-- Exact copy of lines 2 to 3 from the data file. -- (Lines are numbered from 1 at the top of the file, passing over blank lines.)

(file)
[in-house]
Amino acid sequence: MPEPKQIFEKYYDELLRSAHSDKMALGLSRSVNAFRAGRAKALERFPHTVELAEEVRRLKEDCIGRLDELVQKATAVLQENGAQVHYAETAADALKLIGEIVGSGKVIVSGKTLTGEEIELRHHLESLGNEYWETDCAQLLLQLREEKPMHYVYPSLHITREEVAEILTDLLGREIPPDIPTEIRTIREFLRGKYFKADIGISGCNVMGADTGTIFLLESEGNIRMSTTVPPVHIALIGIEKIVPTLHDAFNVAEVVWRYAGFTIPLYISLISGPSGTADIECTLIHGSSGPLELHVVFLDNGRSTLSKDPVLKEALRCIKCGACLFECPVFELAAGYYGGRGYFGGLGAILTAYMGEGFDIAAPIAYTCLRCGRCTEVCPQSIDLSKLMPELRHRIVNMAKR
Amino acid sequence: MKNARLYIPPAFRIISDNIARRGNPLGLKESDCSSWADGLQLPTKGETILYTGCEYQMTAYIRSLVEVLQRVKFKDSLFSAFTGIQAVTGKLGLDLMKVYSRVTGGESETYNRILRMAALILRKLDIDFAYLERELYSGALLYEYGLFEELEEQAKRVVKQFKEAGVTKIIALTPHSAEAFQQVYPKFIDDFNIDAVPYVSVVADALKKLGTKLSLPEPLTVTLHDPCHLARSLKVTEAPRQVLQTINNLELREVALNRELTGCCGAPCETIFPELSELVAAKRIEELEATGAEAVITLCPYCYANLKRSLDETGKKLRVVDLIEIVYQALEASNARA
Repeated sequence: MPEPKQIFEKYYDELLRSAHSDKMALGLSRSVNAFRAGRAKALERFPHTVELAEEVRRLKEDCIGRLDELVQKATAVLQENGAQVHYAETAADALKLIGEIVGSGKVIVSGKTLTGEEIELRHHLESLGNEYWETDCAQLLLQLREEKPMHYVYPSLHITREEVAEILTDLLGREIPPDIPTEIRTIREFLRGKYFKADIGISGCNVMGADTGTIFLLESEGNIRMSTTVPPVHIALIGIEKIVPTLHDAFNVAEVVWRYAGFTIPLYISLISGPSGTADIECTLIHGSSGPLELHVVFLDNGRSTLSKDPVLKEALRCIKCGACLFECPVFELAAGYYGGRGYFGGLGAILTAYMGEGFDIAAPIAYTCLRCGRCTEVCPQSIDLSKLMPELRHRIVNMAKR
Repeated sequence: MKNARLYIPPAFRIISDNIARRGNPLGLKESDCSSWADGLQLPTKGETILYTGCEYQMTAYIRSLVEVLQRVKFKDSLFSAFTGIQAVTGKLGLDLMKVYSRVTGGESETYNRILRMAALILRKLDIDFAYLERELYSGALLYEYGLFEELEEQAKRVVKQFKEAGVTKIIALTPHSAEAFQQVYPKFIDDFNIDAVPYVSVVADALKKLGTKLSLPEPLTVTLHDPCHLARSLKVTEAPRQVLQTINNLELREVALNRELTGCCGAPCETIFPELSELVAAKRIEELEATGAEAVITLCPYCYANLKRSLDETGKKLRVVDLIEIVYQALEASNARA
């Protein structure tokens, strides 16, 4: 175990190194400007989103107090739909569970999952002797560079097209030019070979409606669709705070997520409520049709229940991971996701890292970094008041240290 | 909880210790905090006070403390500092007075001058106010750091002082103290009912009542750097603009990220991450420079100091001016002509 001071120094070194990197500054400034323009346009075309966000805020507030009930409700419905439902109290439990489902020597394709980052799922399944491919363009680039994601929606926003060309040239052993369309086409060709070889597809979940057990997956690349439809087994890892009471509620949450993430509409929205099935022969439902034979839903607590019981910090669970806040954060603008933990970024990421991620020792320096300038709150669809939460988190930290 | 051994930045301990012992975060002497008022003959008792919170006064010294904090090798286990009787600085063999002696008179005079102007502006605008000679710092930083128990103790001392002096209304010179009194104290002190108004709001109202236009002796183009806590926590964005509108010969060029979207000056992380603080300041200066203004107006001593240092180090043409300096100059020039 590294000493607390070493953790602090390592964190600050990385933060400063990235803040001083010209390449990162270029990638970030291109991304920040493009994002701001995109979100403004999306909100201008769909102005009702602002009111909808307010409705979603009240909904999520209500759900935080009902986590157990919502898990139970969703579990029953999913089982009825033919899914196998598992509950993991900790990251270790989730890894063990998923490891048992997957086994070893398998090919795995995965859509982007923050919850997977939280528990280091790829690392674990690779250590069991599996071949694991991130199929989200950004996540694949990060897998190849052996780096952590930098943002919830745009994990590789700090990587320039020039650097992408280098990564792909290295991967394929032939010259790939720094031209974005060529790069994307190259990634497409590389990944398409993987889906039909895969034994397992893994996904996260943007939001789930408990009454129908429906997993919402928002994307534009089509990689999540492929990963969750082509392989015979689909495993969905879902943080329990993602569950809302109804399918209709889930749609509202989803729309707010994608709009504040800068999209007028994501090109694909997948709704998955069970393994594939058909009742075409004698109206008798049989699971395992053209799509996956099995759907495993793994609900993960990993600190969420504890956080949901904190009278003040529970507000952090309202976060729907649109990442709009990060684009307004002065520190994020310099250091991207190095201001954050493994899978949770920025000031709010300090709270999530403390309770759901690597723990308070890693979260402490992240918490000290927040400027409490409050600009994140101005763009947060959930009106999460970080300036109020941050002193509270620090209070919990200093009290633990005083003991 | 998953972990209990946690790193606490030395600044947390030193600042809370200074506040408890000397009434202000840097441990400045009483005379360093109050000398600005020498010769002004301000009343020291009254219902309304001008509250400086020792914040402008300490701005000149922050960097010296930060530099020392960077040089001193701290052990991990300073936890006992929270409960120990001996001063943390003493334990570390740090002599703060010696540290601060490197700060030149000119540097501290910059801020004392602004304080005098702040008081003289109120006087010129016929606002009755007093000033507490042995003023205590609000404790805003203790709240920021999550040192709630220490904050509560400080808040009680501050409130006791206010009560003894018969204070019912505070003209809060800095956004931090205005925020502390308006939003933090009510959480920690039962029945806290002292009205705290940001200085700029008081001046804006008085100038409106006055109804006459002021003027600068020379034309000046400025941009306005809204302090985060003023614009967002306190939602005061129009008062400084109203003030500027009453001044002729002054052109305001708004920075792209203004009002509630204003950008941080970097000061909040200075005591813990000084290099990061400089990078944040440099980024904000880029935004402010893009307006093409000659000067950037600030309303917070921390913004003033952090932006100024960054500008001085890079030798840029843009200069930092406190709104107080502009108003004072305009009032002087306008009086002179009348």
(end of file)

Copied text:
Amino acid sequence: MPEPKQIFEKYYDELLRSAHSDKMALGLSRSVNAFRAGRAKALERFPHTVELAEEVRRLKEDCIGRLDELVQKATAVLQENGAQVHYAETAADALKLIGEIVGSGKVIVSGKTLTGEEIELRHHLESLGNEYWETDCAQLLLQLREEKPMHYVYPSLHITREEVAEILTDLLGREIPPDIPTEIRTIREFLRGKYFKADIGISGCNVMGADTGTIFLLESEGNIRMSTTVPPVHIALIGIEKIVPTLHDAFNVAEVVWRYAGFTIPLYISLISGPSGTADIECTLIHGSSGPLELHVVFLDNGRSTLSKDPVLKEALRCIKCGACLFECPVFELAAGYYGGRGYFGGLGAILTAYMGEGFDIAAPIAYTCLRCGRCTEVCPQSIDLSKLMPELRHRIVNMAKR
Amino acid sequence: MKNARLYIPPAFRIISDNIARRGNPLGLKESDCSSWADGLQLPTKGETILYTGCEYQMTAYIRSLVEVLQRVKFKDSLFSAFTGIQAVTGKLGLDLMKVYSRVTGGESETYNRILRMAALILRKLDIDFAYLERELYSGALLYEYGLFEELEEQAKRVVKQFKEAGVTKIIALTPHSAEAFQQVYPKFIDDFNIDAVPYVSVVADALKKLGTKLSLPEPLTVTLHDPCHLARSLKVTEAPRQVLQTINNLELREVALNRELTGCCGAPCETIFPELSELVAAKRIEELEATGAEAVITLCPYCYANLKRSLDETGKKLRVVDLIEIVYQALEASNARA